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Lecture 7

Lecture 7.pdf

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Psychology 2030A/B
David Vollick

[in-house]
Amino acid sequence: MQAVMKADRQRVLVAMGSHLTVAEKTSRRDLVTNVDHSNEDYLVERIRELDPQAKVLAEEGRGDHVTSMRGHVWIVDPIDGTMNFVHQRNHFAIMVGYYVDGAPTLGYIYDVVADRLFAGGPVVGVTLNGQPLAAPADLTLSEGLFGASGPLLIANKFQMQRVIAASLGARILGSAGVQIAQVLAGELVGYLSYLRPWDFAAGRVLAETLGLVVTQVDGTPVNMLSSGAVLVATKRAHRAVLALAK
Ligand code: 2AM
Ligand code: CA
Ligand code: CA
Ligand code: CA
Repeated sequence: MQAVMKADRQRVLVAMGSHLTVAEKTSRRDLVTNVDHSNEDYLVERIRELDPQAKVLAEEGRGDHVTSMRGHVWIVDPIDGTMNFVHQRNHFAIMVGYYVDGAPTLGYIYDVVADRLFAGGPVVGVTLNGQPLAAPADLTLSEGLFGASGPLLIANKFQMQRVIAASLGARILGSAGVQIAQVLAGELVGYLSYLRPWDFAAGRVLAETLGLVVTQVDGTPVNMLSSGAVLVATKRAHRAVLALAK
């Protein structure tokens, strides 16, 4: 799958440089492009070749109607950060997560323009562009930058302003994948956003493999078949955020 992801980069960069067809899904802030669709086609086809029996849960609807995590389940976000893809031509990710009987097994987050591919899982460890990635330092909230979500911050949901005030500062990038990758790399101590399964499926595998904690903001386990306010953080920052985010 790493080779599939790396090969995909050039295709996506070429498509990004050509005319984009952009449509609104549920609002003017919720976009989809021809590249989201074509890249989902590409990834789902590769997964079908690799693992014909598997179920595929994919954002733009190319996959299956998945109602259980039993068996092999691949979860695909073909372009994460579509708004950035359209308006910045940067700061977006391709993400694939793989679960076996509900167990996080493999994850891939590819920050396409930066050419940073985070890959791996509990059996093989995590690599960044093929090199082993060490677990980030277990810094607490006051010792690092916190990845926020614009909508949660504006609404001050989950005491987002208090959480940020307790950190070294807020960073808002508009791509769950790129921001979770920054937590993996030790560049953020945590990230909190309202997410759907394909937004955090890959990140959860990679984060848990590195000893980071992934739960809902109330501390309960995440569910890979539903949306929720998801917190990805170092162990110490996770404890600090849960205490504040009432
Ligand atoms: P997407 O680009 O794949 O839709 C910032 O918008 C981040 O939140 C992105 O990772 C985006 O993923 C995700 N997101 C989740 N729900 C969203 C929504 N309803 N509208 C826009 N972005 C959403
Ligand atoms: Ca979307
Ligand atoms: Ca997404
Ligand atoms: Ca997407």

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Abnormal  Psychology  Chapter  7:   Mood  Disorders  (pp.212-­‐261)     Major  Depression:  An  Overview  (pp.216)   • Major  Depressive  Episode:  Overview  and  Defining  Feature   o Extremely  depressed  mood  state  for  at  least  2  weeks   o No  Mania   o Cognitive  symptoms  (feeling  worthless,  indecisive)   o Vegetative  or  somatic  symptoms  –  central  to  the  disorder   o Anhedonia  –  loss  of  pleasure/interest  in  usual  activities   o Decreased  delta  slow  wave,  deepest  stage  of  sleep   o Average  duration  if  untreated  is  9  months   • Major  Depressive  Disorder   o Single  episode  –  highly  unusual   o Recurrent  episodes  –  more  common   o Severe  cases  –  residual  symptoms  and  highly  likelihood  of  subsequent   episode     Dysthymia:  An  Overview  (pp.  216)   • Overview  and  Defining  Features   o Defined  by  persistently  depressed  mod  that  continues  for  at  least  2   years   o Symptoms  of  depression  are  milder  than  major  depression   o Symptoms  can  persist  unchanged  over  long  periods  (e.g.  20  years  or   more)   • Facts  and  Statistics   o Late  onset  –  typically  in  the  early  20s    before  age  20,  greater  chronicity,  poorer  prognosis     Double  Depression  (pp.216-­‐220)   • Overview  and  Defining  Features   o Person  experiences  major  depressive  episodes  and  dysthymic   disorder   o Dysthymic  disorder  often  develops  first   • Facts  and  Statistics   o Quite  common   o Associated  with  severe  psychopathology   o Associated  with  a  problematic  future  course     Grief   • Pre-­‐loss  dependency  predicts  pathological  grief  response     Bipolar  I  Disorder  (pp.220-­‐223)   • Overview  and  Defining  Features   o Alternations  between  fill  manic  episodes  and  depressive  episodes   o One  experiencing  mania  can  also  experience  depression/anxiety   o Symptoms  of  mania  include  feeling  on  top  of  the  world  and  little  sleep   o A  lot  of  creative  people  have  mania  and  they  tend  not  to  take   medications  because  it  decreases  their  creativity   • Facts  and  Statistics   o Average  age  on  onset  is  18  years,  but  can  begin  in  childhood   o Tends  to  be  chronic   o Suicide  is  a  common  consequence       Bipolar  II  Disorder  (pp.220-­‐223)   • Overview  and  Defining  Features   o Alterations  between  major  depressive  episodes  and  hypomanic   episodes   • Facts  and  Statistics   o Average  age  of  onset  is  22,  but  can  begin  in  childhood   o Only  10-­‐13%  of  cases  progress  to  full  bipolar  I  disorder   o Tends  to  be  chronic     Cyclothymic  Disorder  (pp.  222)   • Overview  and  Defining  Features   o More  chronic  version  of  bipolar  disorder   o Manic  and  major  depressive  episodes  are  less  severe   o Manic  or  depressive  mood  states  persist  for  long  periods   o Pattern  must  last  for  at  least  2  years  (1  year  for  children  and   adolescents)   • Facts  and  Statistics   o Average  age  of  onset  is  about  12  or  14  years   o Cyclothymia  tends  to  be  chronic  and  lifelong   o Most  are  female   o High  risk  for  developing  bipolar  I  or  II  disorder     Additional  Defining  Criteria  for  Mood  Disorders  (pp.  223)   • Symptom  Specifiers   o Atypical  –  oversleep,  overeat,  gain  weight,  and  are  anxious   o Melancholic  –  severe  somatic  symptoms,  more  severe  depression   o Chronic  –  major  depression  only,  lasting  2  years   o Catatonic  –  very  serious  condition,  absence  of  movement   o Psychotic  –  mood  congruent/incongruent  hallucinations/delusions   o Postpartum  –  severe  manic  or  depressive  episodes  post  childbirth      McGill  –  low  SES  and  high  stress     Specifiers  Describing  Course  of  Mood  Disorders  (pp.223-­‐224)   • Course  Speicifers   o Longitudinal  Course  –  Past  history  and  recovery  from  depression   and/or  mania   o Rapid  cycling  pattern  –  applies  to  bipolar  I  and  II  disorder  only  –  4   manic  or  depressive  episodes  in  1  year  –  severe,  treatment  not   effective   o Seasonal  Pattern  –  SAD  –  weather  episodes  (mainly  depression)  are   more  likely    Increase  in  melatonin  ??    Phototherapy,  CBT     Mood  Disorders:  Additional  Facts  and  Statistics  (pp.226-­‐230)   • Lifetime  Prevalence   o Rates  in  Canadian  studies  variable  ranging  from  4.1&  in  the  Ontario   Health  Survey  to  11%  in  surveys  in  Toronto  and  Calgary   • Sex  Differences   o Females  are  twice  as  likely  to  have  a  mood  disorder  compared  to  men   o Boys  more  depressed  than  girls  in  early  childhood,  females  more   depressed  then  until  65,  then  gender  imbalance  in  depression   disappears   o Bipolar  disorders  are  equal  between  males  and  females   • Prevalence  of  depression  similar  across  subcultures   • Most  depressed  persons  are  anxious,  not  all  anxious  persons  are  depressed     Familial  and  Genetic  Influences  (pp.232-­‐233)   • Family  Studies   o Rate  of  mood  disorders  high  in  relatives  of  probands   o Relatives  of  bipolar  probands  are  more  likely  to  have  unipolar   depression   • Adoption  Studies   o Data  are  mixed   • Twin  Studies   o Concordance  rates  for  mood  disorders  high  in  MZ  twins   o Severe  mood  disorder  have  a  stronger  genetic  contribution   o Heritability  rates  higher  for  females  vs  males   o Vulnerability  for  unipolar  or  bipolar  disorder  appear  to  be  inherited   separately     Neurobiological  Influences  (pp.233-­‐235)   • Neurotransmitters   o Mood  disorders  are  related  to  low  levels  of  serotonin    permissive   hypothesis   o Dopamine  and  mania   • Endocrine  System   o High  cortisol  and  the  dexamethasone  suppression  test  (doesn’t   suppress  cortisol  as  well  as  is  should)   o Dexamethasone  depresses  cortisol  secretion   o Persons  with  mood  disorders  show  less  suppression   o No  lab  test  to  diagnose  depression   • Sleep  Disturbances   o Hallmark  of  most  mood  disorders   o Relation  between  depression,  sleep  (REM;  SWS)  and  biological   circadian  rhythms   o People  with  bipolar  disorder  are  overly  sensitive  to  light     Neurobiological  and  Psychological  Dimensions  (Stress)  (pp.235-­‐236)   • Greater  right-­‐side  anterior  activation  (alpha  wave  activation)  of  the  cerebral   hemisphere   • The  Role  of  Stress  in  Mood  Disorders   o Stressful  life  events  are  strongly  related  to  mood  disorders